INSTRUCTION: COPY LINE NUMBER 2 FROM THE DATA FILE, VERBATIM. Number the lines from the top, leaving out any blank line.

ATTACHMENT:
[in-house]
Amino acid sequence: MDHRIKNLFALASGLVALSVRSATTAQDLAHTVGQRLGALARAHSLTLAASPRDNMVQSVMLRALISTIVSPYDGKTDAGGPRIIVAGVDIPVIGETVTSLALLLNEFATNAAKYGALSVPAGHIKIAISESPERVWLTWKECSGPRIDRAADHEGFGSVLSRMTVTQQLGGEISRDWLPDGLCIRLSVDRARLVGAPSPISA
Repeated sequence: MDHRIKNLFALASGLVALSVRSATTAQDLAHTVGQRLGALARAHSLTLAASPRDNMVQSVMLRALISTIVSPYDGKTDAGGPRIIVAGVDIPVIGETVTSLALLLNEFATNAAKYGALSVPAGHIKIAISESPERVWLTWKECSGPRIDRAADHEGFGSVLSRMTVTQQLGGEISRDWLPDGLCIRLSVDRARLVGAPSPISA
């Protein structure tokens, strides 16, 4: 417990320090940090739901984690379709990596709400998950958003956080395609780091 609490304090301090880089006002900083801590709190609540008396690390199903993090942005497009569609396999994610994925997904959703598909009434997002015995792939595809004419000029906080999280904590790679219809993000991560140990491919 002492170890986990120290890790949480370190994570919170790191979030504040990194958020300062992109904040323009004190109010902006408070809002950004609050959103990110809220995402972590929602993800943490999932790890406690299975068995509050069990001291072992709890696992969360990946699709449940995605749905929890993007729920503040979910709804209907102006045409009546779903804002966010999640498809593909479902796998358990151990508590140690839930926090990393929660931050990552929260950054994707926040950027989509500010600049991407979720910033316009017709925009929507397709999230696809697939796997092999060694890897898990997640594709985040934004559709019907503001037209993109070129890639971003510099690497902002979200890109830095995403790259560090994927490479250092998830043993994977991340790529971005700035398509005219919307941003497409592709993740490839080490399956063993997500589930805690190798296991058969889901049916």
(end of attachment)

Amino acid sequence: MDHRIKNLFALASGLVALSVRSATTAQDLAHTVGQRLGALARAHSLTLAASPRDNMVQSVMLRALISTIVSPYDGKTDAGGPRIIVAGVDIPVIGETVTSLALLLNEFATNAAKYGALSVPAGHIKIAISESPERVWLTWKECSGPRIDRAADHEGFGSVLSRMTVTQQLGGEISRDWLPDGLCIRLSVDRARLVGAPSPISA